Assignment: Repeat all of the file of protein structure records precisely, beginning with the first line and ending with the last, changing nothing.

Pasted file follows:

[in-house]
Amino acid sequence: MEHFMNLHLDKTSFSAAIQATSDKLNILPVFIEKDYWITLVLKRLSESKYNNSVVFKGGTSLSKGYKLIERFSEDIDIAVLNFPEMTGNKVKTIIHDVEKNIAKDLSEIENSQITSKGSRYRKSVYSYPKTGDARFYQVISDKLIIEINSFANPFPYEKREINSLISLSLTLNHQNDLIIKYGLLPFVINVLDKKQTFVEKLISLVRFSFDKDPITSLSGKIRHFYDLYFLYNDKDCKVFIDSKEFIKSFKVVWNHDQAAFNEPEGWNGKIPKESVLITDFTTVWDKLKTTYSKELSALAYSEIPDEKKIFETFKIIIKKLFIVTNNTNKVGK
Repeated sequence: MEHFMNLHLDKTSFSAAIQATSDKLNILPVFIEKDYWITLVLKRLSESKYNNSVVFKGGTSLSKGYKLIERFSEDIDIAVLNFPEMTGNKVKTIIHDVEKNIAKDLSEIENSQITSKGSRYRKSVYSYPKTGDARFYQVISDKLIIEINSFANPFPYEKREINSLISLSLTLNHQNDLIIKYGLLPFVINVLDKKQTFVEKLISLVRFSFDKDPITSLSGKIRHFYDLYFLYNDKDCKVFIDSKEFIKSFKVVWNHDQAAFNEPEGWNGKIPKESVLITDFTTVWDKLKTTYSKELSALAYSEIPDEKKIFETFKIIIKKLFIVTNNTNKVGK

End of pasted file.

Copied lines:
[in-house]
Amino acid sequence: MEHFMNLHLDKTSFSAAIQATSDKLNILPVFIEKDYWITLVLKRLSESKYNNSVVFKGGTSLSKGYKLIERFSEDIDIAVLNFPEMTGNKVKTIIHDVEKNIAKDLSEIENSQITSKGSRYRKSVYSYPKTGDARFYQVISDKLIIEINSFANPFPYEKREINSLISLSLTLNHQNDLIIKYGLLPFVINVLDKKQTFVEKLISLVRFSFDKDPITSLSGKIRHFYDLYFLYNDKDCKVFIDSKEFIKSFKVVWNHDQAAFNEPEGWNGKIPKESVLITDFTTVWDKLKTTYSKELSALAYSEIPDEKKIFETFKIIIKKLFIVTNNTNKVGK
Repeated sequence: MEHFMNLHLDKTSFSAAIQATSDKLNILPVFIEKDYWITLVLKRLSESKYNNSVVFKGGTSLSKGYKLIERFSEDIDIAVLNFPEMTGNKVKTIIHDVEKNIAKDLSEIENSQITSKGSRYRKSVYSYPKTGDARFYQVISDKLIIEINSFANPFPYEKREINSLISLSLTLNHQNDLIIKYGLLPFVINVLDKKQTFVEKLISLVRFSFDKDPITSLSGKIRHFYDLYFLYNDKDCKVFIDSKEFIKSFKVVWNHDQAAFNEPEGWNGKIPKESVLITDFTTVWDKLKTTYSKELSALAYSEIPDEKKIFETFKIIIKKLFIVTNNTNKVGK